Like Marxists, with whom he often both argued and sympathized, Williams viewed culture in relation to ideologies, what he termed the "residual," "dominant," or "emerging" ways of viewing the world held by classes or individuals holding power in a given social group. But unlike Thompson and Richard Hoggart, he avoided emphasizing social classes and class conflict in discussing those forces most powerfully shaping and changing culture. And, unlike certain continental Marxists, he could never see the cultural "superstructure" as being a more or less simple "reflection" of the economic "base." Williams's tendency was to focus on people as people, on how they experience conditions they find themselves in and creatively respond to those conditions in their social practices. A believer in the resiliency of the individual, he produced a body of criticism notable for what Hall has called its "humanism" (63).

As is clear from the paragraphs above, the emergence and evolution of cultural studies or criticism are difficult to separate entirely from the development of Marxist thought. Marxism is, in a sense, the background to the background of most cultural criticism, and some contemporary cultural critics consider themselves Marxist critics as well. Thus, although Marxist criticism and its most significant practitioners are introduced elsewhere in this volume, some mention of Marxist ideas— and of the critics who developed them--is also necessary here. Of particular importance to the evolution of cultural criticism are the works of Walter Benjamin, Antonio Gramsci, Louis Althusser, and Mikhail Bakhtin.

Bakhtin was a Russian, later a Soviet, critic so original in his thinking and wide-ranging in his influence that some would say he was never a Marxist at all. He viewed language--especially literary texts--in terms of discourses and dialogues between discourses. Within a novel written in a society in flux, for instance, the narrative may include an official, legitimate discourse, plus another infiltrated by challenging comments and even retorts. In a 1929 book on Dostoyevsky and a 1940 study Rabelais and His World, Bakhtin examined what he calls "polyphonic" novels, each characterized by a multiplicity of voices or discourses. In Dostoyevsky the independent status of a given character is marked by the difference of his or her language from that of the narrator. (The narrator's voice, too, can in fact be a dialogue.) In works by Rabelais, Bakhtin finds that the (profane) language of the carnival and of other popular festivities play against and parody the more official discourses, that is, of the magistrates or the Church. Bakhtin influenced modern cultural criticism by showing, in a sense, that the conflict between "high" and "low" culture takes place not only between classic and popular texts but also between the "dialogic" voices that exist within all great books.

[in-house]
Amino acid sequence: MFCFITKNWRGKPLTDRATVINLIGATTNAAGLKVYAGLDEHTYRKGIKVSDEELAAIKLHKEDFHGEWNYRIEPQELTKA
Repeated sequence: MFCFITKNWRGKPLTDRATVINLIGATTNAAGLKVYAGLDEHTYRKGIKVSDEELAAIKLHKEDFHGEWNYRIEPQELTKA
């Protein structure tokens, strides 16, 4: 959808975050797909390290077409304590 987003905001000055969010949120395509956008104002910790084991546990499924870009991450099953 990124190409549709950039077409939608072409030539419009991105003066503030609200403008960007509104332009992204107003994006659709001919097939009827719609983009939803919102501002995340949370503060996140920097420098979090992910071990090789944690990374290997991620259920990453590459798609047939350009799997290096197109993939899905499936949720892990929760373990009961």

Walter Benjamin was a German Marxist who, during roughly the same period, attacked certain conventional and traditional literary forms that he felt conveyed a stultifying "aura" of culture. He took this position in part because so many previous Marxist critics and, in his own day, Georg Lukacs, had seemed to be stuck on appreciating nineteenth-century realistic novels-and opposed to the modernist works of their own time. Benjamin not only praised modernist movements, such as Dadaism, but also saw as hopeful the development of new art forms utilizing mechanical production and reproduction. These forms, including radio and films, offered the promise of a new definition of culture via a broader, less exclusive domain of the arts.

Antonio Gramsci, an Italian Marxist best known for his Prison Notebooks (first published as Lettere dal caracere in 1947), critiqued the very concept of literature and, beyond that, of culture in the old sense, stressing not only the importance of culture more broadly defined but the need for nurturing and developing proletarian, or working-class, culture. He suggested the need to view intellectuals politically--and the need for what he called "radical organic" intellectuals. Today's cultural critics calling for colleagues to "legitimate the notion of writing reviews and books for the general public," to "become involved in the political reading of popular culture," and, in general, to "repoliticize . . . scholarship" have often cited Gramsci as an early advocate of their views (Giroux 482).